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Pilots Empty Pilots

Post by DIESEL on Fri Jun 12, 2009 11:39 am

Prior to the war, the RAF's processes for selecting potential candidates were more concerned with social standing than actual aptitude. By summer 1940, there were over 9,000 pilots in the RAF for approximately 5,000 aircraft, the majority of which were bombers.[citation needed] However, the problem of pilot shortage was self-inflicted, due to inefficiencies in training and assignment. With aircraft production running at 300 each week, only 200 pilots were being trained in the same period. In addition, more pilots were allocated to squadrons than there were aircraft. Another problem was that only about 30% of the 9,000 pilots were assigned to operational squadrons; 20% of the pilots were involved in conducting pilot training, and a further 20% were undergoing further instruction, like those offered in Canada to the Commonwealth trainees, although already qualified. The rest were assigned to staff positions since, RAF policy dictated that only pilots could make many staff and operational command decisions, even in engineering matters. At the height of fighting, and despite Churchill's insistence, only 30 pilots were released to the front line from administrative duties. For these reasons, the RAF had fewer experienced pilots at the start of the battle, and it was the lack of trained pilots in the fighting squadrons, rather than the lack of aircraft, that became the greatest concern for Dowding. Drawing from regular RAF forces as well as the Auxiliary Air Force and the Volunteer Reserve, the British could muster a total of some 1,103 fighter pilots on 1 July. Replacement pilots, with little actual flight training and often no gunnery training whatsoever, suffered high casualty rates.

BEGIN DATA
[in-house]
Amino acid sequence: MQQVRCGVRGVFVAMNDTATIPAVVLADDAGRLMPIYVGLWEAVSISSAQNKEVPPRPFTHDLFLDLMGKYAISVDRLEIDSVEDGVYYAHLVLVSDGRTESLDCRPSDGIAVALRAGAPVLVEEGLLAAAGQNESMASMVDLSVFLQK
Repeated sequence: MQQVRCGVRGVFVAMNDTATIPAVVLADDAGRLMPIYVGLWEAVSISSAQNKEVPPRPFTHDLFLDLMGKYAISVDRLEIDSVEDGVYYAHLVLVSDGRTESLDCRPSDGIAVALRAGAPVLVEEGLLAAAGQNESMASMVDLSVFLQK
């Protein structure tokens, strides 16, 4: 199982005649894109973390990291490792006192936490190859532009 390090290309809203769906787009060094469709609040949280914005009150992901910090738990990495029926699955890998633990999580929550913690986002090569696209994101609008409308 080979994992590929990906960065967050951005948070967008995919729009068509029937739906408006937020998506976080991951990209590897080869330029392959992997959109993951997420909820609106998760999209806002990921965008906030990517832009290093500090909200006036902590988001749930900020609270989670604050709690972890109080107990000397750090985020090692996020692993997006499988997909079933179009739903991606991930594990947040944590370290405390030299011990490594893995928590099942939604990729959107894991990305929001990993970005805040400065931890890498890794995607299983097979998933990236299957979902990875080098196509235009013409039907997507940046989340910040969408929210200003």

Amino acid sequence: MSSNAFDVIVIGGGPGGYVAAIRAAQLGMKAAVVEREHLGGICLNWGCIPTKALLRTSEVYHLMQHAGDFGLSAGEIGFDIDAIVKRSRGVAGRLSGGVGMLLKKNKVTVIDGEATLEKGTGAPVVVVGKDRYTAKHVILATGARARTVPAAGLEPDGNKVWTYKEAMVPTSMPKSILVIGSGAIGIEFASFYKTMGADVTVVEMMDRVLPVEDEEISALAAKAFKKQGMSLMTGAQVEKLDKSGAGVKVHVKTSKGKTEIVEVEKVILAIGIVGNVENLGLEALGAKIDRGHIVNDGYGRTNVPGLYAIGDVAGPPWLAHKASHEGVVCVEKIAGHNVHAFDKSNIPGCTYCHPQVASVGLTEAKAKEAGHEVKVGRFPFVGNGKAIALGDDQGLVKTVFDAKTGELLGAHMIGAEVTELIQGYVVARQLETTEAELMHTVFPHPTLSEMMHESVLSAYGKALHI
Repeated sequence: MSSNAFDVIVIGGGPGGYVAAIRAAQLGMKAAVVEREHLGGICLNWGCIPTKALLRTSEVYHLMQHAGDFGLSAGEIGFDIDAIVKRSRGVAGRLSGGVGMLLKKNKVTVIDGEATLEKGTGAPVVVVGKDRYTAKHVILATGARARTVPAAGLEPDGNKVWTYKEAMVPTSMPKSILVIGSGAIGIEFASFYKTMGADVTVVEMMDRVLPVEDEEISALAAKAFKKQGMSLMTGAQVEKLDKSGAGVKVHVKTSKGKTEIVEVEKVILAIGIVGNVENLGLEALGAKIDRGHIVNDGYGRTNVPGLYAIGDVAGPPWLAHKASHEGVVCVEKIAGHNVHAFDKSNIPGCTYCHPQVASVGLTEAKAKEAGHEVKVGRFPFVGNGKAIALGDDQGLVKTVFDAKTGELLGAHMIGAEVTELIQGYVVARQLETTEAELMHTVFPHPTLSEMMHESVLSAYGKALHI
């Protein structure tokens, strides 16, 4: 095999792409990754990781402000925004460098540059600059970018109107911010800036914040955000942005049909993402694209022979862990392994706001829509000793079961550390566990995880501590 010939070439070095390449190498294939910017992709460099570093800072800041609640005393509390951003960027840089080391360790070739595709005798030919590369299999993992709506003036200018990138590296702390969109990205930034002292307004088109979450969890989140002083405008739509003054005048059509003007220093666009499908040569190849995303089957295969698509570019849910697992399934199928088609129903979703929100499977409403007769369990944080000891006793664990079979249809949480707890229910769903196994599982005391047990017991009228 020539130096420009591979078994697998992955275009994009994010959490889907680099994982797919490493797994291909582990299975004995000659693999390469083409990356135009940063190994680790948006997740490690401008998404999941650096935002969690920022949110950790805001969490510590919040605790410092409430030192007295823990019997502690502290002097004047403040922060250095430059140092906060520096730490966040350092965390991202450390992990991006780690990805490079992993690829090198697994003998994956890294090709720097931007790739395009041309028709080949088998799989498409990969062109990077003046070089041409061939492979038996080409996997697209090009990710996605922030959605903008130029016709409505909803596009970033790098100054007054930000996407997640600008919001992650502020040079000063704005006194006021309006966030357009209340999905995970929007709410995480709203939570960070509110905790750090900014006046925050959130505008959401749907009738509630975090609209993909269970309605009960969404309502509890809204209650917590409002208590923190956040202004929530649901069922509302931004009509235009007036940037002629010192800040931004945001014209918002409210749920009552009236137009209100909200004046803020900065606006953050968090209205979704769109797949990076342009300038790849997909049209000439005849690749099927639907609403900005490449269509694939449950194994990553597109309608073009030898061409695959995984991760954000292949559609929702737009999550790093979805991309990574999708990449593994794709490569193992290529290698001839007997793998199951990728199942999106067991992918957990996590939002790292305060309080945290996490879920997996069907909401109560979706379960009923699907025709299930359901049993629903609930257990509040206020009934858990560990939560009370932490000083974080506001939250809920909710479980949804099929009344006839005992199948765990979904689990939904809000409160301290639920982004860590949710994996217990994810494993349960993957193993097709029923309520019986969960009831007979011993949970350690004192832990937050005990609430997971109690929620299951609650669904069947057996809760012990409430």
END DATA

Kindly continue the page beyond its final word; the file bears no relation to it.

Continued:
The Luftwaffe could muster more fighter pilots, 1,450, mostly due to more efficient training, who were more experienced overall. Drawing from a cadre of Spanish Civil War veterans, they had comprehensive courses in aerial gunnery, as well as instructions in tactics suited for fighter-versus-fighter combat. Luftwaffe training manuals also discouraged heroism, stressing the utmost importance of attacking only when the odds were in the pilot's favour.

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